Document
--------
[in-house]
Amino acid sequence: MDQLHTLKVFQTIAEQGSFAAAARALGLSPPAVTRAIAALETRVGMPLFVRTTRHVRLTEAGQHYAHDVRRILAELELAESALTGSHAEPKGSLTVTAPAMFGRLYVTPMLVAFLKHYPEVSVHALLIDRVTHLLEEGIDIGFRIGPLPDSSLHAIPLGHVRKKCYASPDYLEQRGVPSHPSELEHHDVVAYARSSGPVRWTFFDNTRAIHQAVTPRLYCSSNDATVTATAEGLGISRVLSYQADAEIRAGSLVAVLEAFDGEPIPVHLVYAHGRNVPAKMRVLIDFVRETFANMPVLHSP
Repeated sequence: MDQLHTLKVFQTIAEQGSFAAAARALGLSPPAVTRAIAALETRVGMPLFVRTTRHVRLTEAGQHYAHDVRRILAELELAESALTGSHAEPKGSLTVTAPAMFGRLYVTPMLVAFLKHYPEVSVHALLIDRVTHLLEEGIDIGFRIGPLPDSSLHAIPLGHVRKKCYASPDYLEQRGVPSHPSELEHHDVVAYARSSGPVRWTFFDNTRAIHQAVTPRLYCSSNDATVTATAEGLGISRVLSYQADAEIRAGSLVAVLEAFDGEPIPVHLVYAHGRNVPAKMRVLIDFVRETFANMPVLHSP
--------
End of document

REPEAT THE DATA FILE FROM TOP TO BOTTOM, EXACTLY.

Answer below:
[in-house]
Amino acid sequence: MDQLHTLKVFQTIAEQGSFAAAARALGLSPPAVTRAIAALETRVGMPLFVRTTRHVRLTEAGQHYAHDVRRILAELELAESALTGSHAEPKGSLTVTAPAMFGRLYVTPMLVAFLKHYPEVSVHALLIDRVTHLLEEGIDIGFRIGPLPDSSLHAIPLGHVRKKCYASPDYLEQRGVPSHPSELEHHDVVAYARSSGPVRWTFFDNTRAIHQAVTPRLYCSSNDATVTATAEGLGISRVLSYQADAEIRAGSLVAVLEAFDGEPIPVHLVYAHGRNVPAKMRVLIDFVRETFANMPVLHSP
Repeated sequence: MDQLHTLKVFQTIAEQGSFAAAARALGLSPPAVTRAIAALETRVGMPLFVRTTRHVRLTEAGQHYAHDVRRILAELELAESALTGSHAEPKGSLTVTAPAMFGRLYVTPMLVAFLKHYPEVSVHALLIDRVTHLLEEGIDIGFRIGPLPDSSLHAIPLGHVRKKCYASPDYLEQRGVPSHPSELEHHDVVAYARSSGPVRWTFFDNTRAIHQAVTPRLYCSSNDATVTATAEGLGISRVLSYQADAEIRAGSLVAVLEAFDGEPIPVHLVYAHGRNVPAKMRVLIDFVRETFANMPVLHSP